3. 3.  Transient Contact Distribution  Transient Connectivity (TC)  Transient Community Structure HARDWARE & SOFTWARE REQUIREMENTS: HARDWARE REQUIREMENT:  Processor - Pentium –IV  Speed - 1.1 GHz  RAM - 256 MB (min)  Hard Disk - 20 GB  Floppy Drive - 1.44 MB  Key Board - Standard Windows Keyboard  Mouse - Two or Three Button Mouse  Monitor - SVGA SOFTWARE REQUIREMENTS:  Operating System : Windows XP  Front End : Java JDK 1.7  Scripts : Java Script. CONCLUSION: In this paper, we propose effective forwarding metrics to improve the performance of data forwarding in DTNs, by exploiting the transient social contact patterns. We formulate these patterns based on experimental observations from realistic DTN traces, and exploit these patterns for more accurate prediction on the node contact capability. Through extensive trace-driven experiments, we show that our approach significantly improves the data delivery ratio, while keeping similar forwarding cost with existing schemes.
  4. 4. REFERENCES: [1] M. Abramovitz and I. Stegun, Handbook of Mathematical Functions. Dover, 1972. [2] A. Balasubramanian, B. Levine, and A. Venkataramani, “DTN Routing as a Resource Allocation Problem,” Proc. SIGCOMM, 2007. [3] J. Burgess, B. Gallagher, D. Jensen, and B. Levine, “MaxProp:Routing for Vehicle-Based Disruption- Tolerant Networks,” Proc.IEEE INFOCOM, 2006. [4] H. Cai and D.Y. Eun, “Crossing over the Bounded Domain: From Exponential to Power-Law Inter-Meeting Time in MANET,” Proc. ACM MobiCom, pp. 159-170, 2007. [5] A. Chaintreau, P. Hui, J. Crowcroft, C. Diot, R. Gass, and J. Scott, “Impact of Human Mobility on Opportunistic Forwarding Algorithms,” IEEE Trans. Mobile Computing, vol. 6, no. 6, pp. 606-620, June 2007. [6] A. Chaintreau, A. Mtibaa, L. Massoulie, and C. Diot, “The Diameter of Opportunistic Mobile Networks,” Proc. ACM CoNEXT, 2007. [7] S.Y. Chan, P. Hui, and K. Xu, “Community Detection of Time-Varying Mobile Social Networks,” Complex Sciences, vol. 4, pp. 1154-1159, 2009. [8] P. Costa, C. Mascolo, M. Musolesi, and G. Picco, “Socially Aware Routing for Publish-Subscribe in Delay- Tolerant Mobile Ad Hoc Networks,” IEEE J. Selected Areas in Comm., vol. 26, no. 5, pp. 748- 760, June 2008. [9] E. Daly and M. Haahr, “Social Network Analysis for Routing in Disconnected Delay-Tolerant MANETs,” Proc. ACM MobiHoc, 2007. [10] H. Dubois-Ferriere, M. Grossglauser, and M. Vetterli, “Age Matters: Efficient Route Discovery in Mobile Ad Hoc Networks Using Encounter Ages,” Proc. ACM MobiHoc, pp. 257-266, 2003. [11] N. Eagle and A. Pentland, “Reality Mining: Sensing Complex Social Systems,” Personal and Ubiquitous Computing, vol. 10, no. 4, pp. 255-268, 2006.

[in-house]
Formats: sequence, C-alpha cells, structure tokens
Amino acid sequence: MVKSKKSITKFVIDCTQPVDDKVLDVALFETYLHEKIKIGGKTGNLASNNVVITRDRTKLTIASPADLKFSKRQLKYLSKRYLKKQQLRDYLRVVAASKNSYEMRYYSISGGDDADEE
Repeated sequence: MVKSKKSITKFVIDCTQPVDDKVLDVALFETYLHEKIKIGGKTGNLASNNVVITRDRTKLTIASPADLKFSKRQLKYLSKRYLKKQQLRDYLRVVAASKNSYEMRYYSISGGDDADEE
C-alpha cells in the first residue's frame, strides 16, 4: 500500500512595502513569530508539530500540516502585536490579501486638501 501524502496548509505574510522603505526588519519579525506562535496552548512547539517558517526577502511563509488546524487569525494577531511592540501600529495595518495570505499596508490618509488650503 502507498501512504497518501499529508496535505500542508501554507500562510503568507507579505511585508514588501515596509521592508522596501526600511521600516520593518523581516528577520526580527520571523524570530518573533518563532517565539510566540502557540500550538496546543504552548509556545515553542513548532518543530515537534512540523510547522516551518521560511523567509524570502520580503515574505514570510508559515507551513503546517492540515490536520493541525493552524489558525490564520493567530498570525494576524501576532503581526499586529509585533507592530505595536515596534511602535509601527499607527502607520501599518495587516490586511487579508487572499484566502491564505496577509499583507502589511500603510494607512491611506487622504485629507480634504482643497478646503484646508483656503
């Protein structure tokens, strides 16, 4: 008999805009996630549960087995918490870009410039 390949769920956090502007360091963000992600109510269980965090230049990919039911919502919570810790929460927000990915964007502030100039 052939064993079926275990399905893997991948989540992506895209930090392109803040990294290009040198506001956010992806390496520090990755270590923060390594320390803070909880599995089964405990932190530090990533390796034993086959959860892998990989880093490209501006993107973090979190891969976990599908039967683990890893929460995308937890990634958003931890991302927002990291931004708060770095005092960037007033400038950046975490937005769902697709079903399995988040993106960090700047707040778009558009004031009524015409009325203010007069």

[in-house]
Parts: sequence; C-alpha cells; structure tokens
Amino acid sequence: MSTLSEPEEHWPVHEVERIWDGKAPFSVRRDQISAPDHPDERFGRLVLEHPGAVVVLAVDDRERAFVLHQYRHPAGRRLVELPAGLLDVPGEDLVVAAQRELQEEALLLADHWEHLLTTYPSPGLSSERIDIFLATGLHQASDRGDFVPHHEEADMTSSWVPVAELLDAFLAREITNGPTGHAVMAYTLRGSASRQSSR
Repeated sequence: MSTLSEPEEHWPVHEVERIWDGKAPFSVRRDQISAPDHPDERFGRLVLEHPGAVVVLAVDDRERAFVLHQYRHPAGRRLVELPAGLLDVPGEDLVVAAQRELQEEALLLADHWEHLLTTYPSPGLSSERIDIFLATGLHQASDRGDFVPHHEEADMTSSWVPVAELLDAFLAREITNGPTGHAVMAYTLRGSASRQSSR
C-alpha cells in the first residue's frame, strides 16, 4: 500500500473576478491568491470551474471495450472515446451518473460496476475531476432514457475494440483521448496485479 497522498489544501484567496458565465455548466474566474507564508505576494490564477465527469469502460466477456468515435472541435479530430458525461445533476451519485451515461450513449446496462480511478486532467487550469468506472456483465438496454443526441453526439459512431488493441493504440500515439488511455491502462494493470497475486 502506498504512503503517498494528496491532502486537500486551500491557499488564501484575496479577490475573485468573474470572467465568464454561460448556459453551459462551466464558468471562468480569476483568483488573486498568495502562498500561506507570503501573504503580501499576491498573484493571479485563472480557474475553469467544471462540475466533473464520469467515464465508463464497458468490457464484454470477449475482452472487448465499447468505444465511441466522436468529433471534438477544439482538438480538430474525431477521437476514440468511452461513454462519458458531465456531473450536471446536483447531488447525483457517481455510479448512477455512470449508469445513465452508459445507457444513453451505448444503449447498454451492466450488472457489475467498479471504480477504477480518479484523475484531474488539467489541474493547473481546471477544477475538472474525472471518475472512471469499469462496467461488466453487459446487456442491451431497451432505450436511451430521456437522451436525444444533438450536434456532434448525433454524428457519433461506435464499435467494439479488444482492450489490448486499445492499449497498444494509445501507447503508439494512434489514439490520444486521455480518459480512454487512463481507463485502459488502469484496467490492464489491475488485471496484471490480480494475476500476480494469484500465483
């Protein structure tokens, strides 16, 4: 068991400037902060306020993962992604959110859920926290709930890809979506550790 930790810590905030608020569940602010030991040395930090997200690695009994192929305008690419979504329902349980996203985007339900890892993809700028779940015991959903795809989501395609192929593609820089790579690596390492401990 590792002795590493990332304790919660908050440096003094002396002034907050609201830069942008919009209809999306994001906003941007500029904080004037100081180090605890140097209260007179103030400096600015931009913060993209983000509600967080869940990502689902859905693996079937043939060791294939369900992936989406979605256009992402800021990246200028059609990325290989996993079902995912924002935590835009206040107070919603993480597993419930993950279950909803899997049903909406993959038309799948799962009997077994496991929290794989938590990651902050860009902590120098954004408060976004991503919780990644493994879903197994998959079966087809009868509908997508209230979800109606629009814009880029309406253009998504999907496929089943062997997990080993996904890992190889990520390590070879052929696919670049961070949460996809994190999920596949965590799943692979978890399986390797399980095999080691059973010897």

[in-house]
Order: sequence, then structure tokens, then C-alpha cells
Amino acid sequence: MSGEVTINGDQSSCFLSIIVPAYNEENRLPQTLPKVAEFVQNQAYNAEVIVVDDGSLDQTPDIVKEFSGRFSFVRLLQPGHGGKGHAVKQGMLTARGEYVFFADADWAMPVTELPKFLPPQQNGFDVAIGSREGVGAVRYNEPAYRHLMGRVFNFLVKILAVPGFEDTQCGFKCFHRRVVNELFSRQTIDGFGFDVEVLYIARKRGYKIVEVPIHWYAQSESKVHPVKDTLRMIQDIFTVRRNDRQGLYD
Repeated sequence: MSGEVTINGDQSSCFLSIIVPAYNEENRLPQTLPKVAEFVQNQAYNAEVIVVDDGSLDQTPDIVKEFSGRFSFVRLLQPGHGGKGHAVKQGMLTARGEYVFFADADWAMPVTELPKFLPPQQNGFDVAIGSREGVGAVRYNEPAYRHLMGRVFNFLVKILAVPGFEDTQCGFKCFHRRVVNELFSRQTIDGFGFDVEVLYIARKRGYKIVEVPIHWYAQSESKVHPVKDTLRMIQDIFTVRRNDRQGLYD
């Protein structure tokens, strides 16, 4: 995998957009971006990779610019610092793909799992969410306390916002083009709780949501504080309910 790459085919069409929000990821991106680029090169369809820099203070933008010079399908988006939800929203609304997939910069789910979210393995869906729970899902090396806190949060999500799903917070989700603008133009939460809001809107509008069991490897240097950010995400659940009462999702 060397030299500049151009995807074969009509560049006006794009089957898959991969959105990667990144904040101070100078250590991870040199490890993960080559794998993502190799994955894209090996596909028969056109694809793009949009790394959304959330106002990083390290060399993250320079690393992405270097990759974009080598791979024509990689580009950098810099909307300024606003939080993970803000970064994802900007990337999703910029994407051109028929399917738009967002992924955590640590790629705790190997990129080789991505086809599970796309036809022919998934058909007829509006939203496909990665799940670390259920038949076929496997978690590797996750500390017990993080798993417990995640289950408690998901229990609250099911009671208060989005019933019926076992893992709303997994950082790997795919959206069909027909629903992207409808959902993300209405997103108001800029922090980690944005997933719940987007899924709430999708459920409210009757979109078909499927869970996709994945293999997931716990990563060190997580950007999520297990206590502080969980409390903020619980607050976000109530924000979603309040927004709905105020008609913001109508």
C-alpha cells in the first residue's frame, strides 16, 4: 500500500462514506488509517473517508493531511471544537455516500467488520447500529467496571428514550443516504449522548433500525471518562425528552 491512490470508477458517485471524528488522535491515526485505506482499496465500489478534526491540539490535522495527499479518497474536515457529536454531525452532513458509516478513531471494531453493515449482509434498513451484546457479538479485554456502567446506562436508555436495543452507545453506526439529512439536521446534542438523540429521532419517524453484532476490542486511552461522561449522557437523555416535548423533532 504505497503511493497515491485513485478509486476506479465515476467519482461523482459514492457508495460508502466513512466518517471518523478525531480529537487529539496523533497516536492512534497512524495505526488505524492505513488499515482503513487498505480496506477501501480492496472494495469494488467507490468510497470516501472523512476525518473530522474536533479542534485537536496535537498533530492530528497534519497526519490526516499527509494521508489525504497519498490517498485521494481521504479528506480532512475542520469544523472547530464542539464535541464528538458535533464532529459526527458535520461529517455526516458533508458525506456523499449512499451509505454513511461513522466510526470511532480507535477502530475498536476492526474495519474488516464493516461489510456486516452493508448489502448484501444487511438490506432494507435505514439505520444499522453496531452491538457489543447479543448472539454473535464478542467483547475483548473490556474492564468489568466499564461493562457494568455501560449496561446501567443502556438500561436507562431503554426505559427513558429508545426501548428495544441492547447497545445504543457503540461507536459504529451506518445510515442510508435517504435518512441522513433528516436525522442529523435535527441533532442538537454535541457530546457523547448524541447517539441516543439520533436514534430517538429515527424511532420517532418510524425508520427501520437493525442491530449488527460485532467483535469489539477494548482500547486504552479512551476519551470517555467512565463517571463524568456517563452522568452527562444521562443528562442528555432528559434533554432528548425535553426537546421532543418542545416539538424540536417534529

5. 5. [12] V. Erramilli, A. Chaintreau, M. Crovella, and C. Diot, “Delegation Forwarding,” Proc. ACM MobiHoc, 2008. [13] K. Fall, “A Delay-Tolerant Network Architecture for Challenged Internets,” Proc. SIGCOMM, pp. 27-34, 2003. [14] L. Freeman, “A Set of Measures of Centrality Based on Betweenness,” Sociometry, vol. 40, no. 1, pp. 35- 41, 1977. [15] W. Gao and G. Cao, “On Exploiting Transient Contact Patterns for Data Forwarding in Delay Tolerant Networks,” Proc. IEEE Int’l 18th Network Protocols Conf. (ICNP), 2010.